I'd spent a few weeks consciously trying to overcome a habit I had clung to despite not wanting to have that habit. I knew that when I got busy thinking too much, or when I felt just a little unstable, my hands had a tendency to 'dive' as I call it--heading downward toward the withers, taking the bend out of my elbows and making me slightly shift my shoulders forward and down which also affected my core and by proxy my seat. So, early in April, I decided that I must give up this habit. That I needed, no matter what was going on, to keep my hands (and by association: elbows, shoulders, core strength, center of gravity, and seat) where they belong.
In keeping those hands correct (elbows bent and shoulders back, core stretching up, and seat where it belonged), I noticed that my wandering left hand, which tended to want to take the rein across the withers at times, stayed put. It wasn't so vagabond. And when my left hand wasn't wandering, wonder of wonders, I had a better and more consistent connection on the outside rein when tracking right. This lack of connection had been a bugaboo for pretty much the whole time I've been riding The California Horse. And guess what! With a nice connection on that outside rein, our turns on the haunches became much tighter. Like half-pirouettes at the walk. Our lateral work became easier. Corners became corners again, not cheater half-20 meter-circles on the short ends of the arena. And The California Horse began to use his hindquarters more. Oh hallelujah, connection and better impulsion!
With the second six months of our (extended) lease approaching its end, The California Horse's owner contacted me. Was I still enjoying him? Was I interesting in continuing to work with him? Now that she's out of college and in the working world, she had come to the conclusion that she does not have time (or $$) for two horses and would like to talk to me about finding a more permanent situation for him.
Would I like to talk about his future? Yes. Did I have really any time to get together with her or idea of what my finances were at that moment, just a few weeks before DD1's wedding? No. Which is what I told his owner, asking if we could wait and discuss it after the wedding. She agreed that it could wait until mid-May. Our lease wasn't up until summer time anyway, so no big rush. I would keep riding him as often as I wished.
Then The California Horse got kicked. In the hind leg, above the hock. It was ugly, so ugly. But luckily, not damaging. With cold hosing, daily cleaning and goopifying (aka, antibacterial ointment slathered on thickly), plus a little Bute for it's anti-inflammatory properties, it healed well and only a few days off our riding schedule were necessary.
Thankfully just a flesh wound,
no stitches needed and no joint or tendon damage.
Then he managed to poke himself in the eye (with some hay, we think), and had a little more time off, an actual vet visit (for staining the eye to determine the extent of the damage), and more daily doctoring; this time in the form of eye ointment applied every morning and night.
Then, I had to take a break for DD1's wedding; anyone who has ever gotten married knows that the week leading up to wedding day is just hectic. But right after the wedding weekend, I was ready to ride.
And . . . The California Horse had a giant welt the size of a softball on his belly. An absolutely enormous bug bite (or perhaps bee sting?) that extended into the girth area and canceled any plans I had to ride him until the swelling went down after a few days.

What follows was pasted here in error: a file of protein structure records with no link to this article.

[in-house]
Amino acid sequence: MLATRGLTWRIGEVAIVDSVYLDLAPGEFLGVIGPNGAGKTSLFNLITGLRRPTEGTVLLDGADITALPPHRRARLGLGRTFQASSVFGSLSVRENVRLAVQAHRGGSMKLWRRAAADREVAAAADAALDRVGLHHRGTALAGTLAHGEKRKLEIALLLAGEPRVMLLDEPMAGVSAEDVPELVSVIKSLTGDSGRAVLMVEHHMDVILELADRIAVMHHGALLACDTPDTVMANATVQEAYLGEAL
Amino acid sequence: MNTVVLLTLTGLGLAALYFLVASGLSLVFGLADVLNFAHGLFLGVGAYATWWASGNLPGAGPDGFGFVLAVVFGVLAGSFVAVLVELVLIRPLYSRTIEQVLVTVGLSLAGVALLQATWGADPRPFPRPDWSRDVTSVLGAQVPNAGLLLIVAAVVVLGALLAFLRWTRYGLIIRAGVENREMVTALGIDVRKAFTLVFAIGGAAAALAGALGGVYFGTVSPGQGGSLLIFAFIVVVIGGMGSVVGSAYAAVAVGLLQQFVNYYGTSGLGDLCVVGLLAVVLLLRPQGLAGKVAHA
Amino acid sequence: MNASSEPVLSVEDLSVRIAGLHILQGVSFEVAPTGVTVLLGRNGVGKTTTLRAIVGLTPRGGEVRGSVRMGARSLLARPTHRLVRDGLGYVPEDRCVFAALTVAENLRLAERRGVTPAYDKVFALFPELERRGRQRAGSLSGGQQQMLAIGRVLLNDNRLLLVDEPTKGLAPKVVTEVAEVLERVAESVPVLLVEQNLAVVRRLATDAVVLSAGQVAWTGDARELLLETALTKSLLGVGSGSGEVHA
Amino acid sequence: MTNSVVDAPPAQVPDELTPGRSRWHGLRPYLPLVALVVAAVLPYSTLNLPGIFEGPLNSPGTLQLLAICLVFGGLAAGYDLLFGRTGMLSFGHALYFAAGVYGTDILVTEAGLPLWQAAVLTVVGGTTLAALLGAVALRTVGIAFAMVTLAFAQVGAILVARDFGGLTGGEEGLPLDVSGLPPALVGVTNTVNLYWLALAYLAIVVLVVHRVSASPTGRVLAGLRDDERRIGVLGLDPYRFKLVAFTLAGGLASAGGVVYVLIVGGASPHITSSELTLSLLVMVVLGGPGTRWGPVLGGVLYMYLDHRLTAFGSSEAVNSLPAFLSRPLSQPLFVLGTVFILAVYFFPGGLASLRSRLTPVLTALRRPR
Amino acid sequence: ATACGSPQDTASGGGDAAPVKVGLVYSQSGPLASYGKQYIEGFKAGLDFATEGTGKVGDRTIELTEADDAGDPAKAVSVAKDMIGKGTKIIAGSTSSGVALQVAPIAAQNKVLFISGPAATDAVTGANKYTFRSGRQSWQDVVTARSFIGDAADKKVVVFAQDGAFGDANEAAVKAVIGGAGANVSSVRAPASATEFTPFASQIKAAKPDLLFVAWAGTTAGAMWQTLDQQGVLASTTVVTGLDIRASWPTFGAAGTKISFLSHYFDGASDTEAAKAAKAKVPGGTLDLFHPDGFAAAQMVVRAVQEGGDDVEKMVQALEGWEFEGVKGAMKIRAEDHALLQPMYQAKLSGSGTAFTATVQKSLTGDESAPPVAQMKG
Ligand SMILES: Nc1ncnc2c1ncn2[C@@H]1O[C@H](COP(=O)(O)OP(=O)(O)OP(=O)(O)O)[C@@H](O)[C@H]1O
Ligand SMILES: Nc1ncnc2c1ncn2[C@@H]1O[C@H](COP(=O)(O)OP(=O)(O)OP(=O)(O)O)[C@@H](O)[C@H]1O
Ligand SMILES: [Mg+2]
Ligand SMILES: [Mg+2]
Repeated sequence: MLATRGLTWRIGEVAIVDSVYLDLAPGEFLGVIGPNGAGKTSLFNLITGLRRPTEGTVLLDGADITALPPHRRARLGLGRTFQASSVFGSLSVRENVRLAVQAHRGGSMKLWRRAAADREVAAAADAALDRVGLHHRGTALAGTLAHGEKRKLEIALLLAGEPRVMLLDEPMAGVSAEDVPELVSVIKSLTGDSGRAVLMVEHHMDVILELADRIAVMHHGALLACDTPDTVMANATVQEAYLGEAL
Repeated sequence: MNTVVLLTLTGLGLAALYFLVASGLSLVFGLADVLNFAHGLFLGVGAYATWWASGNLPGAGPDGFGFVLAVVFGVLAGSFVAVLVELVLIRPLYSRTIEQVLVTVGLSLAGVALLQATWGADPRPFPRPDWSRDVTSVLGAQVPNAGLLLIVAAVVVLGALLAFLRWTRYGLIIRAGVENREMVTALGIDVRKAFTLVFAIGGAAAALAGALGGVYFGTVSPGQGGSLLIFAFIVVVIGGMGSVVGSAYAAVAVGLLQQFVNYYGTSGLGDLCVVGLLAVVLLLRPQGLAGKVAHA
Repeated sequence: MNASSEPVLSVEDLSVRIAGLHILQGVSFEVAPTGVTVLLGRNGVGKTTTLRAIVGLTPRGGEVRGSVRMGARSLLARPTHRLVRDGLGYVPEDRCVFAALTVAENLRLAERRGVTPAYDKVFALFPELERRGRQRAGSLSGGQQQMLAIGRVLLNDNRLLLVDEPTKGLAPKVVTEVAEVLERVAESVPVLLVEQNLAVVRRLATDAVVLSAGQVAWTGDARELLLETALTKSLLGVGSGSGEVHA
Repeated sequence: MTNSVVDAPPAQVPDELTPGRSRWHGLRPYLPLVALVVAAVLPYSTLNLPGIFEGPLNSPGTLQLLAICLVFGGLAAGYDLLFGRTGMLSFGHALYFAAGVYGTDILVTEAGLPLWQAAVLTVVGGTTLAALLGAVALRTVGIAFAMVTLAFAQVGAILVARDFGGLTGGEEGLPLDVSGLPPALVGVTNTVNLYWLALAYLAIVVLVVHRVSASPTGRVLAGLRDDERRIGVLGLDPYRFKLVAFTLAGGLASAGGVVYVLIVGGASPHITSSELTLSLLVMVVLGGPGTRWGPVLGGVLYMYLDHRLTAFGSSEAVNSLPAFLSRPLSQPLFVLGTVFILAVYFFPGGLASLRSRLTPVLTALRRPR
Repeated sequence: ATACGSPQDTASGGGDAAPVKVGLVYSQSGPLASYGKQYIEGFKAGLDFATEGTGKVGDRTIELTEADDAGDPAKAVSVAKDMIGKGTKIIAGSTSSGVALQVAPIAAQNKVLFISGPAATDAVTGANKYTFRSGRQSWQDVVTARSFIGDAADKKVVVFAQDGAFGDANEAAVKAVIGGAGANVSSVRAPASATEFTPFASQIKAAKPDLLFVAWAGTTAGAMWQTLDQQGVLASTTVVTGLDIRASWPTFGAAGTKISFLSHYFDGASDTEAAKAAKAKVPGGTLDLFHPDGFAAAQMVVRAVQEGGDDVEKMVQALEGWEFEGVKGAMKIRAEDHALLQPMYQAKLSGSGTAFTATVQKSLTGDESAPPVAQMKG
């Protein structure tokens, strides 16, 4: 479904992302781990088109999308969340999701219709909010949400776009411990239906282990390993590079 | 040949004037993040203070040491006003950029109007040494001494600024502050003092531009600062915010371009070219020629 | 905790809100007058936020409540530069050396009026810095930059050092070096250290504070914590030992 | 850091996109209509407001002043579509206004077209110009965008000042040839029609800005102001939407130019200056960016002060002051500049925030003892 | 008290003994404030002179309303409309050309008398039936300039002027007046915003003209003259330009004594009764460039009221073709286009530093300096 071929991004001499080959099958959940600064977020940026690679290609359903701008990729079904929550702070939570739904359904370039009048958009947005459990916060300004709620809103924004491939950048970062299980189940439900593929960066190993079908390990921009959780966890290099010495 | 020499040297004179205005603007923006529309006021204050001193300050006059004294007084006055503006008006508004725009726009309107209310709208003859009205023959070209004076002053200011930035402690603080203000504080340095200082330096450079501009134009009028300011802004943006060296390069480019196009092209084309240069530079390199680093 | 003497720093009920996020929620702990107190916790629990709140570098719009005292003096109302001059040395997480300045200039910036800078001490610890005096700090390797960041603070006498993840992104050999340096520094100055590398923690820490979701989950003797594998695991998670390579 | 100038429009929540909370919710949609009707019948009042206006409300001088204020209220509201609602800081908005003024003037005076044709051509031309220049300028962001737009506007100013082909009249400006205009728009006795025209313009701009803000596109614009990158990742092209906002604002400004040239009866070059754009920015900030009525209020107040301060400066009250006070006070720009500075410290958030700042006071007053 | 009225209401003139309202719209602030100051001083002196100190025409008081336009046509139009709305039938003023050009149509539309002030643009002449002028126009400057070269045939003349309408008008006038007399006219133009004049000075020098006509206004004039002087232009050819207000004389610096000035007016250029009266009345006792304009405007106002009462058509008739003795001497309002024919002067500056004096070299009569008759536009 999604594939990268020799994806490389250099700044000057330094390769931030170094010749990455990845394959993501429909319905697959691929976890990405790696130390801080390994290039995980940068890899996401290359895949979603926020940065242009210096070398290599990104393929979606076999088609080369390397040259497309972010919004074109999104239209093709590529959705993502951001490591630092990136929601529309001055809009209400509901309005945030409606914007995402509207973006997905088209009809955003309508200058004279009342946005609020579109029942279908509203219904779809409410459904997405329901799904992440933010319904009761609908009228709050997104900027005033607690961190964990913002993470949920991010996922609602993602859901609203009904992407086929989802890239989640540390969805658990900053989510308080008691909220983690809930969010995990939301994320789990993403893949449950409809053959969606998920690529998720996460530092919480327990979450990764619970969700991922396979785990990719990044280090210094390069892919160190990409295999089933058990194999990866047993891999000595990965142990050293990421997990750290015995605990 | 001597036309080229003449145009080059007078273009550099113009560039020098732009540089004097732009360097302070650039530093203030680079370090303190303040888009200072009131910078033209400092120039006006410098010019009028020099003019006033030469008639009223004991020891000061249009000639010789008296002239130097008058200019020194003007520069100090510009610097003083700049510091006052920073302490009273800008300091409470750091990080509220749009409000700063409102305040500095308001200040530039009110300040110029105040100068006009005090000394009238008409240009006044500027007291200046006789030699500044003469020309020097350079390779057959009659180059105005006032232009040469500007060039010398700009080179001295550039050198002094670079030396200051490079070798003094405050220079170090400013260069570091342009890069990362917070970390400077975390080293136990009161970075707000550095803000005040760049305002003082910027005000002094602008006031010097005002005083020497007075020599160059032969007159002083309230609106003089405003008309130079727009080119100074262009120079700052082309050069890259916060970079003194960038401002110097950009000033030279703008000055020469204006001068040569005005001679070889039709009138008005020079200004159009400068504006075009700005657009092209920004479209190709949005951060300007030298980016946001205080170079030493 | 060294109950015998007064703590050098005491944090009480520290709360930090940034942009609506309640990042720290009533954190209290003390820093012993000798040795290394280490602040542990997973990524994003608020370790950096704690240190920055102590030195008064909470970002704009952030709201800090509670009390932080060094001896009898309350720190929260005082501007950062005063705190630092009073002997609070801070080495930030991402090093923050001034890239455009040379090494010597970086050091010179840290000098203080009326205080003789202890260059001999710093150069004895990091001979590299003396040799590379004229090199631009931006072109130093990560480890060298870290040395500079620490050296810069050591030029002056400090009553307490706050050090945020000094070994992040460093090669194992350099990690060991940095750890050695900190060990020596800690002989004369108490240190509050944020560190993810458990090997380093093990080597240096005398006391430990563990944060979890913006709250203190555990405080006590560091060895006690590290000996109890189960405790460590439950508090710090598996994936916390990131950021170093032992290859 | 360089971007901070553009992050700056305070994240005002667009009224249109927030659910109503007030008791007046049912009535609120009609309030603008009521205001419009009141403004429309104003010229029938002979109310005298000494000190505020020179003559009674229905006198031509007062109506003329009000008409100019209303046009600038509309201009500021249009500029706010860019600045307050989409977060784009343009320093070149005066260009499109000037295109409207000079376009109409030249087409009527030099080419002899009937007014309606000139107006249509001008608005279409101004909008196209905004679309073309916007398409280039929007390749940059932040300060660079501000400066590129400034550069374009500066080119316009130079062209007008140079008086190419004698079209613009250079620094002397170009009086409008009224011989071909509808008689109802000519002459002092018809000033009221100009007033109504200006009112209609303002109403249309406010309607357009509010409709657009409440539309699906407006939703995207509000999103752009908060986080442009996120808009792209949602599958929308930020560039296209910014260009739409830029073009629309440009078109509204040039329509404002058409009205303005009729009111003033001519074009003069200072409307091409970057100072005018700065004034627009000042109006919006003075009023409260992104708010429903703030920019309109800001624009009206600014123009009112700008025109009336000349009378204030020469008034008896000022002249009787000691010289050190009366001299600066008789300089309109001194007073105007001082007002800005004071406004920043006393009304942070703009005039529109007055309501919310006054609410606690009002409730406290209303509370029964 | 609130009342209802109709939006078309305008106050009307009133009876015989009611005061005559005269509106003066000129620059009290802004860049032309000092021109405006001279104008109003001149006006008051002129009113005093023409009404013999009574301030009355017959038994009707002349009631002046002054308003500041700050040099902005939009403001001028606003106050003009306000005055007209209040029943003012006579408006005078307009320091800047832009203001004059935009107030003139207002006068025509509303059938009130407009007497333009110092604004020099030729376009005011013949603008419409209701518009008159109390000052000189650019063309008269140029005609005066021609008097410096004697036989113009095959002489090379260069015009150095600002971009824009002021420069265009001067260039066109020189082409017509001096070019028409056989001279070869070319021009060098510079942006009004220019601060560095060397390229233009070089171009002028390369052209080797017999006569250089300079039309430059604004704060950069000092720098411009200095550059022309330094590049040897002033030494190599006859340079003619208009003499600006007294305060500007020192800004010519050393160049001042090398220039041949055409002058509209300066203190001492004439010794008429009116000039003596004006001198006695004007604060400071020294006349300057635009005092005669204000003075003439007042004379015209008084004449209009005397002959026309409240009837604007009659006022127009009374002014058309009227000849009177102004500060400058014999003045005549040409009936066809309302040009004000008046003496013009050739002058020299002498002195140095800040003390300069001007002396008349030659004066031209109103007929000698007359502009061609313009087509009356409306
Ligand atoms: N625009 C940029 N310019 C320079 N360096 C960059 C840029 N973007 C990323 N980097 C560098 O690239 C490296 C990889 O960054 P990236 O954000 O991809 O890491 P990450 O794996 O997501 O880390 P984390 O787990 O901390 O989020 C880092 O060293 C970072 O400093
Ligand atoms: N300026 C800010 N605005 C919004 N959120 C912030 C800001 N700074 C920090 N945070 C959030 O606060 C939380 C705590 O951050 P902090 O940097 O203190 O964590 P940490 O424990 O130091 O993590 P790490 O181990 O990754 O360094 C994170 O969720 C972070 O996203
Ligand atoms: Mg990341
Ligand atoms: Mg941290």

By that time, K2 had a mental health crisis resulting in hospitalization and I had the pretty much round the clock care of K3 and Toad for about two weeks.
All a long five weeks or so of very little riding for me this spring. Really, I think I could count on one hand the number of times I got to ride during the month of May. I'd probably even have extra fingers left.
But never fear! June arrived and brought with it much better luck for me, and better health for The California Horse (and improved state of mind for K2) so my riding schedule is back to normal. While both of us lost some conditioning (you should hear us huff and puff at the trot), apparently we didn't slide backwards much in training, because all of our rides in June so far have been at least as good as our sessions in April. I'd even dare to say the trot connection and impulsion has been better than it was in April (our trot sessions are shorter as we build our endurance back, but of better quality). The California Horse is eager to work and seems to enjoy our rides together. I feel like I'm making the jump to the next level in my riding; like I won't be stuck at barely First Level forever.
"Are you going to stand there taking pictures or put my bridle on me?
Come on, we've got work to do!"
I would love to have another six months to a year with this horse. Right now, it feels to me like I am close to making a break into Second and with another year on The California Horse, I might actually be able to ride him to the extent of his Third Level training. It's time to sit down with his owner and see what she has in mind for his future; if another lease extension is possible or if she is wanting to sell him outright.
A lease, I can swing. Not so sure about a purchase (especially with the on again off again care of the grandkids), it would really have to depend on the price. Schoolmasters such as The California Horse are typically very salable even in their twenties (he's currently 18), but with his shivers and his enormous stature, I'm not sure how easy it would be to sell him in a few years if I were somehow able to purchase him this summer. Because as in love with this horse as I am, he is aging and I'm not in the position now--nor do I see being able in 2-5 years--to carry a giant retiree who eats a ton and also requires shoes and special care (for his shivers).